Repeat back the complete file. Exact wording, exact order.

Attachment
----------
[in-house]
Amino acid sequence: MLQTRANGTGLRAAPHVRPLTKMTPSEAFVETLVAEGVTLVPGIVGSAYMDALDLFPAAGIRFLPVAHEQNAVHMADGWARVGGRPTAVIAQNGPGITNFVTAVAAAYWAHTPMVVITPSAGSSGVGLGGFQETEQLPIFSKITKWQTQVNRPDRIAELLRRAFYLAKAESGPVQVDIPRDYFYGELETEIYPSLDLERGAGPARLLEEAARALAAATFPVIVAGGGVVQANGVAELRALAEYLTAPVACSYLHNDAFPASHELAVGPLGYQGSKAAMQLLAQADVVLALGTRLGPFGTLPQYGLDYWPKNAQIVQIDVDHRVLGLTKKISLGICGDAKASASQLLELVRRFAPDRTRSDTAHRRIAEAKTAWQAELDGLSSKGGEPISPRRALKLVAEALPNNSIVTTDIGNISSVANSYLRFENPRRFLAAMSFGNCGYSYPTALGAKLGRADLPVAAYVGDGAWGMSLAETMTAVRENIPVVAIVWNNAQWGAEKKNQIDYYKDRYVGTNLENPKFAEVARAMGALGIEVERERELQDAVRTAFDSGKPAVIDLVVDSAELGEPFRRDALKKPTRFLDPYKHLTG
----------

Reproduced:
[in-house]
Amino acid sequence: MLQTRANGTGLRAAPHVRPLTKMTPSEAFVETLVAEGVTLVPGIVGSAYMDALDLFPAAGIRFLPVAHEQNAVHMADGWARVGGRPTAVIAQNGPGITNFVTAVAAAYWAHTPMVVITPSAGSSGVGLGGFQETEQLPIFSKITKWQTQVNRPDRIAELLRRAFYLAKAESGPVQVDIPRDYFYGELETEIYPSLDLERGAGPARLLEEAARALAAATFPVIVAGGGVVQANGVAELRALAEYLTAPVACSYLHNDAFPASHELAVGPLGYQGSKAAMQLLAQADVVLALGTRLGPFGTLPQYGLDYWPKNAQIVQIDVDHRVLGLTKKISLGICGDAKASASQLLELVRRFAPDRTRSDTAHRRIAEAKTAWQAELDGLSSKGGEPISPRRALKLVAEALPNNSIVTTDIGNISSVANSYLRFENPRRFLAAMSFGNCGYSYPTALGAKLGRADLPVAAYVGDGAWGMSLAETMTAVRENIPVVAIVWNNAQWGAEKKNQIDYYKDRYVGTNLENPKFAEVARAMGALGIEVERERELQDAVRTAFDSGKPAVIDLVVDSAELGEPFRRDALKKPTRFLDPYKHLTG